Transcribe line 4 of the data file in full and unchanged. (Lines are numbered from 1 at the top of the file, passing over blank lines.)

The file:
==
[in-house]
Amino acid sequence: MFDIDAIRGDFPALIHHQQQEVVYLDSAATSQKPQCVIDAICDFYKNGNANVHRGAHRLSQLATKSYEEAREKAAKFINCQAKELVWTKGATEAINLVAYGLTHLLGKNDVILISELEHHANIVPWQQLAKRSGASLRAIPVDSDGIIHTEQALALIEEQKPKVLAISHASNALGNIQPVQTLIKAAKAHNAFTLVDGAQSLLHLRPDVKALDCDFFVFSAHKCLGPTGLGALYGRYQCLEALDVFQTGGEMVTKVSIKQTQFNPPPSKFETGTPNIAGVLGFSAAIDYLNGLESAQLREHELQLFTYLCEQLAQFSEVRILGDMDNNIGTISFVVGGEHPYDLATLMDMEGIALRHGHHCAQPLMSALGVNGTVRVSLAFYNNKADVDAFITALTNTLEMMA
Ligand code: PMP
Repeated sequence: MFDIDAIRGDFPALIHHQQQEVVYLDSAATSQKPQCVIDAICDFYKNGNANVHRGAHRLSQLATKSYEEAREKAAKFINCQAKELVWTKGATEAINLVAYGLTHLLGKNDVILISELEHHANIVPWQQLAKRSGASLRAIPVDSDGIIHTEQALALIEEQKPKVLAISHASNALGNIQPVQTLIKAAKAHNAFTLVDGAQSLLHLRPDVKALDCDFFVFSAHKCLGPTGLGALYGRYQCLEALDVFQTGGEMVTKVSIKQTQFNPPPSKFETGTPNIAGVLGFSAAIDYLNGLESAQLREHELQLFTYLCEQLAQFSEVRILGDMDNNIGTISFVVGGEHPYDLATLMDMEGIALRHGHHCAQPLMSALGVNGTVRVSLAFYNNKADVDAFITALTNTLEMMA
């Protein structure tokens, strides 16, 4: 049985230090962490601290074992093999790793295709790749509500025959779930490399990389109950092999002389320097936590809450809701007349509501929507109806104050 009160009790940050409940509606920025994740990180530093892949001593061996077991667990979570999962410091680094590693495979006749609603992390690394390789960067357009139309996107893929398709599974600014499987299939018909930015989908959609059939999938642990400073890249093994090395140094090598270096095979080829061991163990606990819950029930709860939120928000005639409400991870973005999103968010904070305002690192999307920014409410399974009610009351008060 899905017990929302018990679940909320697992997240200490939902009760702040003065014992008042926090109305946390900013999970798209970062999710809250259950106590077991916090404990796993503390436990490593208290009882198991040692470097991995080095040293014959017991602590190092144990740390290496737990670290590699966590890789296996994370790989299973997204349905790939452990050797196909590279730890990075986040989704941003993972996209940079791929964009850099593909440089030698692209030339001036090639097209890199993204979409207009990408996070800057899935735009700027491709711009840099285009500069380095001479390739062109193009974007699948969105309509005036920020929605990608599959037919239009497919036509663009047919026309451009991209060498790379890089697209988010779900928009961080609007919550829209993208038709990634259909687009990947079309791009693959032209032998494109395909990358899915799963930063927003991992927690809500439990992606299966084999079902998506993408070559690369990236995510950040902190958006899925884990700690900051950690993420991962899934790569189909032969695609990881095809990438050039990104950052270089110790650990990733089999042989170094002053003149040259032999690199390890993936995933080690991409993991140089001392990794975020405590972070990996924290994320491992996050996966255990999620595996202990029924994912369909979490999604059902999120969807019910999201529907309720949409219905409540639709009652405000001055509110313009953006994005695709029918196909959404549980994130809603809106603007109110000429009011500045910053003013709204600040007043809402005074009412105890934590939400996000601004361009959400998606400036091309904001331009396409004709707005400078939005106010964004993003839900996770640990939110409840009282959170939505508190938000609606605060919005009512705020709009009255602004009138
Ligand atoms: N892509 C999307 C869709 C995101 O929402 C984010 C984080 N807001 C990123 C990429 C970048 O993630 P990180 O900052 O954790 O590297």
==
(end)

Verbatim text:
Repeated sequence: MFDIDAIRGDFPALIHHQQQEVVYLDSAATSQKPQCVIDAICDFYKNGNANVHRGAHRLSQLATKSYEEAREKAAKFINCQAKELVWTKGATEAINLVAYGLTHLLGKNDVILISELEHHANIVPWQQLAKRSGASLRAIPVDSDGIIHTEQALALIEEQKPKVLAISHASNALGNIQPVQTLIKAAKAHNAFTLVDGAQSLLHLRPDVKALDCDFFVFSAHKCLGPTGLGALYGRYQCLEALDVFQTGGEMVTKVSIKQTQFNPPPSKFETGTPNIAGVLGFSAAIDYLNGLESAQLREHELQLFTYLCEQLAQFSEVRILGDMDNNIGTISFVVGGEHPYDLATLMDMEGIALRHGHHCAQPLMSALGVNGTVRVSLAFYNNKADVDAFITALTNTLEMMA